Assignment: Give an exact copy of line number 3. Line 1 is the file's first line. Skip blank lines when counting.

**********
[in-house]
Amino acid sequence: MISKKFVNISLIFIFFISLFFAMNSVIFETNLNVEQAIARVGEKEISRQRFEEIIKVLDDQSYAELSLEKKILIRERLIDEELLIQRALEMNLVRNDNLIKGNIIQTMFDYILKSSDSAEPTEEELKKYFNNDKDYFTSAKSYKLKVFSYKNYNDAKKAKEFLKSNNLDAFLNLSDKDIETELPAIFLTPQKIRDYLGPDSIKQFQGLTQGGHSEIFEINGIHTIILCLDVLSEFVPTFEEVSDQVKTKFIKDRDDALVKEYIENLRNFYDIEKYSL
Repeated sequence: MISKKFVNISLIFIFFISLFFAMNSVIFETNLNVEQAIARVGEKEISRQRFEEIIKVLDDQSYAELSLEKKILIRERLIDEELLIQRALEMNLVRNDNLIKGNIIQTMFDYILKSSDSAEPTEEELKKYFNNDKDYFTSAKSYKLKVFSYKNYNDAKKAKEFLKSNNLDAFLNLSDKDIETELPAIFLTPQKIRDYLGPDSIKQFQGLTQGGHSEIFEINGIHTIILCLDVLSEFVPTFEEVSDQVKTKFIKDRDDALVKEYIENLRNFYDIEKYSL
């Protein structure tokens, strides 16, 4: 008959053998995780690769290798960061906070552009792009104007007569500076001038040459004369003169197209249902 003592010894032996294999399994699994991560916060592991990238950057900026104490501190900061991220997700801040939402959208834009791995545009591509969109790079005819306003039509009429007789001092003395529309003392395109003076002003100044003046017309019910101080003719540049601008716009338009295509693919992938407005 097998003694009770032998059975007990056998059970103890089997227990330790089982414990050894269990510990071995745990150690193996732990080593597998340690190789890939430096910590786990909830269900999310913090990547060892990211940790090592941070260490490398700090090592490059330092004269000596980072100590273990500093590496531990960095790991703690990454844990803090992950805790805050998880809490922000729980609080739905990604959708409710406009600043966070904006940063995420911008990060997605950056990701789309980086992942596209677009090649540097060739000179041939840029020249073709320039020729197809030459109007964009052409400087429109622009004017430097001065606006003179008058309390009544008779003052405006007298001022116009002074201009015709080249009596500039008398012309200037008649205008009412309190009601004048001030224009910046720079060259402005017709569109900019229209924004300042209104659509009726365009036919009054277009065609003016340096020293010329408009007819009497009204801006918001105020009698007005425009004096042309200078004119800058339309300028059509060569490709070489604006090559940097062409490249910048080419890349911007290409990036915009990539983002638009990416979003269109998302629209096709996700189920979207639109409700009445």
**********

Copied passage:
Repeated sequence: MISKKFVNISLIFIFFISLFFAMNSVIFETNLNVEQAIARVGEKEISRQRFEEIIKVLDDQSYAELSLEKKILIRERLIDEELLIQRALEMNLVRNDNLIKGNIIQTMFDYILKSSDSAEPTEEELKKYFNNDKDYFTSAKSYKLKVFSYKNYNDAKKAKEFLKSNNLDAFLNLSDKDIETELPAIFLTPQKIRDYLGPDSIKQFQGLTQGGHSEIFEINGIHTIILCLDVLSEFVPTFEEVSDQVKTKFIKDRDDALVKEYIENLRNFYDIEKYSL